Newest Academic Nonsense is Just Creationism in Blackface

Australian Nobel Prize-winning scientist Peter Doherty sees no inherent contradiction between religion and science, a view likewise espoused even by Galileo. Despite this, many lesser scientific minds, especially of the media-tart “pop-sci” variety, seem to imagine that it’s their scientific mission statement to attack and disparage religion.

Or, at least, certain religions.

Dress religion in a cassock and these small-brained zealots will happily dance on its grave. But dress religion in a grass skirt or a bit of ochre, and suddenly there’s no end of outlandish woo-woo that the “intelligentsia” won’t bow to.

University science lecturers have been warned off making the familiar statement in class that “Aboriginal people have been in Australia for 40,000 years”.

The [University of NSW language ­advice for staff] document suggests it is “more appropriate” to say Aborigines have been here “since the beginning of the Dreaming/s” ­because this “reflects the beliefs of many Indigenous Australians that they have always been in Australia, from the beginning of time, and came from the land’’.

Some people believe they came from dust somewhere in the Middle-East, some 6,000 years ago. Others believe they come from the souls of people buried in volcanos and killed with hydrogen bombs 75 million years ago, by the dictator of the Galactic Confederacy, Xenu. Should these also be taught in university science classes?

As usual, this nonsensical gibberish is dressed up in the lying snake-oil of “inclusion”.

The guidelines say: “Recognise that intentional or unintentional racist, classist, homophobic, ableist, ill-informed and/or disparaging comments or content can be harmful or damaging to students from minority identities.

“In the case that a student calls out your use of non-inclusive ­language, avoid being defensive. Acknowledge it, and reflect on how you might ensure inclusivity.”

Or just tell them to harden up and remember that they’re in a university science class, not a drum circle.

The indigenous language ­advice says putting a date on ­Aboriginal arrival “tends to lend support to migration theories and anthropological assumptions’’.

“Many indigenous Australians see this sort of measurement and quantifying as inappropriate’’…Last year a UNSW science faculty research centre said…“Many Aboriginal Australians would say with conviction that they have always been here.”

Some people will also say with great conviction that the Earth is flat. “Conviction” doesn’t make anyone right.

It soon becomes obvious that the motivation behind this idiotic pandering is grubby politics.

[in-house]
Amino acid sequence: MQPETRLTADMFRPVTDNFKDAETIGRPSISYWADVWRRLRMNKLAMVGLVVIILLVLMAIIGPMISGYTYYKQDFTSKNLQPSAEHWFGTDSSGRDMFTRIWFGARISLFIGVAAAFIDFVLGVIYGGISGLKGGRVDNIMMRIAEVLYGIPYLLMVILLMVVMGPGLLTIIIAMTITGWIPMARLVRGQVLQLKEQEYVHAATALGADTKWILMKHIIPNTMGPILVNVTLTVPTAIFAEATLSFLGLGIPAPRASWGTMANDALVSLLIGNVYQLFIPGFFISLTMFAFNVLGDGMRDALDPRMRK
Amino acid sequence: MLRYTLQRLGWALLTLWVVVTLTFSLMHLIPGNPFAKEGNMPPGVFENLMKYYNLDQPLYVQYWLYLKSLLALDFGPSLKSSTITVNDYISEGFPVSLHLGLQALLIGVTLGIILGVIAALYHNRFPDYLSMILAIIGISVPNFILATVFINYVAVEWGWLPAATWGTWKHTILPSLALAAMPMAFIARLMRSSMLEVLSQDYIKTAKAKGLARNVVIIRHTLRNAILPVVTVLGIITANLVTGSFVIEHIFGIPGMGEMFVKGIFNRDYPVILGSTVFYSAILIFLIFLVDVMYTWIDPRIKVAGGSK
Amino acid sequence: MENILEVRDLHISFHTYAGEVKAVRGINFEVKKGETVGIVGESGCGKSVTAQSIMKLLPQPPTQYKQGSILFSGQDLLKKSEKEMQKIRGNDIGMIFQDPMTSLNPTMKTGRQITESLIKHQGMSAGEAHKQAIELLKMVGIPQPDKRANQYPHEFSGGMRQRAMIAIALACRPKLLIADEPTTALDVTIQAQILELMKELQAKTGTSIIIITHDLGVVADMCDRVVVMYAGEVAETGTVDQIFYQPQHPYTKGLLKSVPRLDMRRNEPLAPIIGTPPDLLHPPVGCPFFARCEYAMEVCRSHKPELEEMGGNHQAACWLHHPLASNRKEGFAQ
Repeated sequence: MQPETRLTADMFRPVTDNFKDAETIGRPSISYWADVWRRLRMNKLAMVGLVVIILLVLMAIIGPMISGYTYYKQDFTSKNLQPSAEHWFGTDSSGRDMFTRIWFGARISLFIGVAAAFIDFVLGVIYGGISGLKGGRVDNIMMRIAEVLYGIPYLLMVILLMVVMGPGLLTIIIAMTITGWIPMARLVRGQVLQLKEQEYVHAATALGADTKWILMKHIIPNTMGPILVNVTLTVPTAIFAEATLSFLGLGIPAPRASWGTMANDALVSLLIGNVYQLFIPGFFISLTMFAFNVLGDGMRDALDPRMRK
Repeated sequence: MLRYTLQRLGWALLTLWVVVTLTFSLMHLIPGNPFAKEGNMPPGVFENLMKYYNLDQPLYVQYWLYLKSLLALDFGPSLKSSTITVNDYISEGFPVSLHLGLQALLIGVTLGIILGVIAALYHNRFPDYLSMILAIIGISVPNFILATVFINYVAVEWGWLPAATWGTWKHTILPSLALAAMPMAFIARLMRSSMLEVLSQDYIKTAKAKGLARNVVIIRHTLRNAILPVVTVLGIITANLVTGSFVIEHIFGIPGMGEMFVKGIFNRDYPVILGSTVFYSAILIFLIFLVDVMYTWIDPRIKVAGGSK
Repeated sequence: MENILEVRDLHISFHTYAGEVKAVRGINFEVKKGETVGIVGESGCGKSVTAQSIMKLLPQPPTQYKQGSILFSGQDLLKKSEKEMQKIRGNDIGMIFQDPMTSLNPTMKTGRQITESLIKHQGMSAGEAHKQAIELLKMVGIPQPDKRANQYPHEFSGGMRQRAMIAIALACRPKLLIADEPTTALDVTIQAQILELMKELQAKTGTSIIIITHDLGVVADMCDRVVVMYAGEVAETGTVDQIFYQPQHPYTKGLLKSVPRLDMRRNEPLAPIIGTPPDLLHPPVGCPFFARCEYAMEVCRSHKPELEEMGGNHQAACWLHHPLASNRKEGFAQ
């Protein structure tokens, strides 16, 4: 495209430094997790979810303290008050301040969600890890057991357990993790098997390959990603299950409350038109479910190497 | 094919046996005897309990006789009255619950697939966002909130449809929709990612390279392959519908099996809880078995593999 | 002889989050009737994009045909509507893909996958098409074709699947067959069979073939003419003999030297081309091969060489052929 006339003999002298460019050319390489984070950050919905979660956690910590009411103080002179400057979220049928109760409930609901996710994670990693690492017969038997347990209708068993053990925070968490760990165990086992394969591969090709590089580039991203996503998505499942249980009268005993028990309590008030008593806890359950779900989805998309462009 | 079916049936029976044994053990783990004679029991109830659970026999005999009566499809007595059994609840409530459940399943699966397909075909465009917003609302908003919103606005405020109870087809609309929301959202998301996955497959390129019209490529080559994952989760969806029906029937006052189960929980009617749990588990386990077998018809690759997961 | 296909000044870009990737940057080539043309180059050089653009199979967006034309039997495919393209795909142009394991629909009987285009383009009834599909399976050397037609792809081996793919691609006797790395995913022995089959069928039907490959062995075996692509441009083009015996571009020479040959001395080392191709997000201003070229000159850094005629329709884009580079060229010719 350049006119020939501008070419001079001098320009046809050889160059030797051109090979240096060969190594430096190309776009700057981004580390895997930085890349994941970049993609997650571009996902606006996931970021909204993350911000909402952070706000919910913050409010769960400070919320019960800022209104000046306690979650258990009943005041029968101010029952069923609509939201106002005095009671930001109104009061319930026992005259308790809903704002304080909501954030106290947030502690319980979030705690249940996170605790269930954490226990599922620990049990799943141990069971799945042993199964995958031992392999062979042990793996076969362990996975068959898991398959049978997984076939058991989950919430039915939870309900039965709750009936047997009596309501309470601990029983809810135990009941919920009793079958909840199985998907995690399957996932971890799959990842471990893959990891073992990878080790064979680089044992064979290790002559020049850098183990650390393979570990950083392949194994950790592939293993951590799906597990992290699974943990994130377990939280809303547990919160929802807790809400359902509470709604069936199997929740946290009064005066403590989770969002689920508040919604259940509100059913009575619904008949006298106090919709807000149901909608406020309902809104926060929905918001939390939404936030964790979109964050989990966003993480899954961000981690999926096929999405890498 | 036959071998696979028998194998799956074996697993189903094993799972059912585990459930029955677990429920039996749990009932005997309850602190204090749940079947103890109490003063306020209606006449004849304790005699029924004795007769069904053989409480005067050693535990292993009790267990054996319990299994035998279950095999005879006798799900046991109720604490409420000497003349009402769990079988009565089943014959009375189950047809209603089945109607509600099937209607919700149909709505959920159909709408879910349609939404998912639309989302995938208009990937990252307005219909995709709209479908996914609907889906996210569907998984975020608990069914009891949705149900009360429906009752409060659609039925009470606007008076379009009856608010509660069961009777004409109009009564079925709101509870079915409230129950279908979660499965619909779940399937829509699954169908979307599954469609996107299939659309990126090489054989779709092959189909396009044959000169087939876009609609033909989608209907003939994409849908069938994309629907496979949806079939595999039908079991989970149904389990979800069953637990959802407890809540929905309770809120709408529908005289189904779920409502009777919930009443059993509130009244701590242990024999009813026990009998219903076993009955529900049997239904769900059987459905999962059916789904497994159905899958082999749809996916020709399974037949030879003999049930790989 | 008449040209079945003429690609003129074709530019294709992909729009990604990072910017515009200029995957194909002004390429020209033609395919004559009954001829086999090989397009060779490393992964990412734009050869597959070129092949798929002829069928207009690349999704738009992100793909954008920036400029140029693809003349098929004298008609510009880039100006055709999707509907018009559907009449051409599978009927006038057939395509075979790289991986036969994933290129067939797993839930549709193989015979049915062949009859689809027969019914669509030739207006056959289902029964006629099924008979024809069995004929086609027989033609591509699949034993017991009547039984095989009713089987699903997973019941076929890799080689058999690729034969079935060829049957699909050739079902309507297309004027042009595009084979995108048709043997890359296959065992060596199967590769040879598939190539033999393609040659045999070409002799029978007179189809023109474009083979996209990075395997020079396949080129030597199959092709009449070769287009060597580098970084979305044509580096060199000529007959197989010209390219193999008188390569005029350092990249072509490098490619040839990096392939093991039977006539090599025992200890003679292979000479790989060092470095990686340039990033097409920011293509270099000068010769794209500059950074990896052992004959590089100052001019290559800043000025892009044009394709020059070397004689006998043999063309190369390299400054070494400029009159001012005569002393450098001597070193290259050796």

University of Wollongong ­archaeologist Richard Fullagar said…“Current scientific evidence indicates that the first Aboriginal groups in Australia came from ­islands to the north and ultimately (like all of us) from modern human dispersals out of Africa with subsequent genetic mixing.

“It is true that migrations of people from other places contradict the idea that Aboriginal ­people have always been in Australia but I don’t think this creates such a conflict that migration theories are objectionable in the sense that they have to be offensive.”

Danish DNA scientist Eske Willerslev, of Cambridge University, said…“Scientists can potentially damage the standing of the elders, or the right to land claims, should our findings contradict the oral traditions.”


In a famous scene from the film Bury My Heart at Wounded Knee, Nelson Miles confronts Sitting Bull and disputes the Sioux’s claims that they had always occupied their land courtesy of the Great Spirit: “How very convenient to cloak your claims in spiritualism.” When Sitting Bull is offended by Miles’ recounting of the long history of bloodshed and conquest by Native Americans, Miles retorts, “This is the truth! Not legend.”

There is strong archaeological evidence that the human occupation of Australia took place with waves of settlement by different groups: “invasion”, in other words. The evidence also shows that pre-European Australia was a shockingly violent place, not least for women and children.

That, as Miles would say, is the truth, not fanciful legends, however sincerely held.

This push to bury science under a suffocating cloak of myth and superstition is every bit as damaging to the pursuit of truth as any Inquisition or Lysenkoist denunciation. It’s nothing more than Creationism in blackface.